From Ancient Greek and medieval strictures on serving sizes, to modern anxieties about serving temperature, Stuart Walton negotiates the elaborate history of wine etiquette.
The wine connoisseur is a figure of fun in the popular imagination—a floridly complexioned old soak in a bow-tie, or perhaps an undernourished aesthete with a developed proficiency in the poetic analogue but only the most glancing familiarity with human warmth.
If expertise is directly predicated on the intricacy of a subject, wine has only gained in professorial potential, the more it has ramified through every corner of the two thick bands on either side of the Equator in which its raw materials will thrive.
Add to the multiplicity of wines the tantalizing fact of their annual variation, and another layer of authority needs acquiring, at least for those bottles that are intended to develop through cellaring. Gin doesn’t change with keeping, other than that the level in the bottle goes down.
Wine etiquette: Drinking properly
An accomplished knowledge of wine is in itself a development of the need to drink it properly. Its extravagant diversity, even within surprisingly small sub-regions, already demands application to a whole range of different social and culinary contexts, and not just in its homelands.
The further away enophilia implanted itself from any immediate connection with the farmers, vintners, barrel-makers, and brokers who guaranteed its production and export every year, the more assiduously it applied itself to its task. Every wine has its own back-story, its heritage, and its proper place on the table, and the elaboration of a connoisseurial approach to it, already in evidence in the classical Greek period, impressed on its drinkers the need to treat it with respect.
The Athenian symposium began, whatever comic capers its proceedings eventually led to, with the judicious prescription of measure—how much wine was to be drunk, and mixed to what proportions with water. The pace of consumption had already become far more of an ethical nicety in wine than it ever was with beer.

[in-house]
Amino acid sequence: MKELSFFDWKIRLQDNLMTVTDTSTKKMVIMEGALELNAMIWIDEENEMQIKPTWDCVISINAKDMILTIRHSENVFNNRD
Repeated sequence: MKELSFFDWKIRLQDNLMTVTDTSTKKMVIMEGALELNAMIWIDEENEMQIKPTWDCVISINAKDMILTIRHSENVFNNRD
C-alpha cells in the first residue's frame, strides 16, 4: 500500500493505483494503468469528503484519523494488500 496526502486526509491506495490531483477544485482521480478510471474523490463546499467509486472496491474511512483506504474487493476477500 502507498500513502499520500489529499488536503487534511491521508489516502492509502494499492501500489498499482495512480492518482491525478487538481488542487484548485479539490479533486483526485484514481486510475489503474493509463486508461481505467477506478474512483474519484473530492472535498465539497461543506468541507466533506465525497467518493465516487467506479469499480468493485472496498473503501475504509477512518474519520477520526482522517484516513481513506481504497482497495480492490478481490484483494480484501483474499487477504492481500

In the Problemata, a vast collection of analytic texts once partly misattributed to Aristotle, it is observed—perhaps surprisingly—that drinking wine from large cups is less likely to lead to intoxication. The theory was that more of wine’s intrinsic heat, one of its principal humoral properties, is vaporized in a larger receptacle, and so less of it goes into its imbiber’s bloodstream.
Medieval etiquette: Size and speed
By the medieval period, such necessities were being put on a systematic footing. An eleventh-century medical treatise by the Baghdad physician Ibn Butlan (1001-1064), Tacuinum Sanitatis (The Maintenance of Health), draws a direct parallel between the size of the cup and the rate of intoxication. Particularly bitter wines, where unavoidable, should be served in larger cups, precisely because they will encourage the drinker to consume more slowly.
What is fascinating about this is the notion that, contrary to what the Gargantuan yahoos of the symposium may prefer, undue inebriation is particularly to be avoided when drinking wine. An even surer way to stay clear-headed than cup size—and one with more obvious lasting scientific assurance—is to drink sparingly.
All the medieval writers emphasize this: the first book of the Canons of Medicine by Ibn Sina (Avicenna) advises it. It also cautions against drinking more wine before the body has finished digesting food, which process it can only calamitously impede.
Better to drink beforehand to prime the alimentary system—but only shortly beforehand, since prolonged drinking on an empty stomach is also known to be damaging. Drinking wine with excessively acidic, spicy, or salty tastes creates a humoral melee.
Wine etiquette and the connoiseurial temperament
The connoisseurial temperament arose from these strictures precisely because it was a way of drinking in a measured, evaluative and appreciative way, rather than with the instrumental purpose of getting drunk.
Azélina Jaboulet-Vercherre, in her excellent monograph, The Physician, The Drinker, and The Drunk (2014), points out that the etymology of “gourmet” derives from the 14th-century French gromet, a wine-merchant’s assistant, somebody who has learned to taste wines, rather than simply consume them. It would be another three centuries before such specializing delicacy extended its purview into the realm of food. It is intoxicating drink, first of all, that needs the restraining hand.
In the present day, when overt or accidental drunkenness are still a faux pas, and a coin tossed in the air at a city brasserie is likelier to come down on a gourmand than a gourmet, there is an even greater accretion of mannerliness around the drinking of wine.
There are many more faux pas than vrais: Clutching the glass by its bowl like an ape gripping an orange; leaving a chain of greasy lip-marks all about the rim; holding the poured bottle in a throttling clench on its neck; over-filling the glass; over-filling your own glass; adding ice.
A writer on Martha Stewart’s website reports that the most popular wine etiquette-buster among American drinkers is quaffing white wine at room temperature. One hardly knows where to look.